Last week, I had the opportunity to visit the Smart Government Innovation Lab, which officially opened on May 30.
The lab is aimed at encouraging innovative solutions and product suggestions from the IT sector, particularly local startups and small and medium-scale enterprises (SMEs), to address public service delivery and operational needs.
Located in Cyberport, the lab is showcasing a range of technologies. One of them is a real-time tree monitoring system. The system can monitor if there is any tree collapse risk.
In another exhibit, The Lands Department and Architectural Services Department shows how it uses virtual reality technology for city planning.
Some projects are relatively controversial, the street lamp post for instance.
Smart lamp posts in fact plays a crucial role in a smart city.
Equipped with different sensors, they can collect data about air quality, traffic flow, weather, etc.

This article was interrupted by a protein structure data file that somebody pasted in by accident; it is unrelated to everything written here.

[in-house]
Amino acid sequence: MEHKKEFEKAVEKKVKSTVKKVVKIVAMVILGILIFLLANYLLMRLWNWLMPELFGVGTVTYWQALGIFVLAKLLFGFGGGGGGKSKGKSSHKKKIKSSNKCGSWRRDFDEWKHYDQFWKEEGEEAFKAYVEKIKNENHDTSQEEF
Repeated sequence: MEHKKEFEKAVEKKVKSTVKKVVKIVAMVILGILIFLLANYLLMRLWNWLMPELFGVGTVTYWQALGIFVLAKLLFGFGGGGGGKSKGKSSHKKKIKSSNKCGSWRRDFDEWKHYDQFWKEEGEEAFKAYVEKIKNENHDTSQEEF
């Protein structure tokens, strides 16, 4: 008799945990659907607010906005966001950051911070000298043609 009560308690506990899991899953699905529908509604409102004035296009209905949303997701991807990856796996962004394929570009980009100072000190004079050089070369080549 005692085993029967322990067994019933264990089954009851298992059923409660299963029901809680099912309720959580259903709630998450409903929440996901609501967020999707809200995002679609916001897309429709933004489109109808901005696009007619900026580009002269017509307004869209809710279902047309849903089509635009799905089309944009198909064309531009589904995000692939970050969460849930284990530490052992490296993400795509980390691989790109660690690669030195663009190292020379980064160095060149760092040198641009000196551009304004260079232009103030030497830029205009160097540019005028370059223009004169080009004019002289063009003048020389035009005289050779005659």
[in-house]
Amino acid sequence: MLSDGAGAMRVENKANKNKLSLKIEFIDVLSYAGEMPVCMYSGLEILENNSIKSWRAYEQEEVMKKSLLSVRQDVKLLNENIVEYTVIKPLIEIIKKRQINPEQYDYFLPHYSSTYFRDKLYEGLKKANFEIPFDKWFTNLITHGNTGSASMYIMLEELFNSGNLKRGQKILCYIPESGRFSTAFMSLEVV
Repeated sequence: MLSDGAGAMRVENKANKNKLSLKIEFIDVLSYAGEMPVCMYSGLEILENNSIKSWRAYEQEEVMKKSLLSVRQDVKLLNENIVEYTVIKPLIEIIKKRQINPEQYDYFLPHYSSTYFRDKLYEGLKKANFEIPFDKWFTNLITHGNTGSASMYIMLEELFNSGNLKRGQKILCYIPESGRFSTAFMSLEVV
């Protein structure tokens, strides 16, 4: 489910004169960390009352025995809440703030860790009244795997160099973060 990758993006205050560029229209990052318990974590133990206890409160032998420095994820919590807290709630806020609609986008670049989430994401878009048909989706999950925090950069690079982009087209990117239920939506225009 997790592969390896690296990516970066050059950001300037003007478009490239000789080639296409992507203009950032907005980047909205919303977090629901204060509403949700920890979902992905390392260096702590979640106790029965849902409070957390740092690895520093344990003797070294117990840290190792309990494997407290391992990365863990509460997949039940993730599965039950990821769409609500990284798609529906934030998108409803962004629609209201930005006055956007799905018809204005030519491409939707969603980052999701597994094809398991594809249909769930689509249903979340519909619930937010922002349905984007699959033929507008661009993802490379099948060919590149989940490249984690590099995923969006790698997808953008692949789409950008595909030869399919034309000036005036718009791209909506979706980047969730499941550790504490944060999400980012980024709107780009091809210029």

Some members of the public, however, appear concerned about smart lamp posts installed with cameras, which they believe could compromise privacy.
The government has thus decided to put such functions on hold.
I have been invited to join a smart lamp post information task committee, which will discuss the operation plan and model of these smart lamp posts, as well as ways to ensure data privacy.
The committee will put forward proposals to help the public learn more about smart lamp posts and their potential uses.
I will try my best to ensure our personal privacy won’t be infringed by the government.
This article appeared in the Hong Kong Economic Journal on Aug 20
Translation by Julie Zhu
[Chinese version 中文版]
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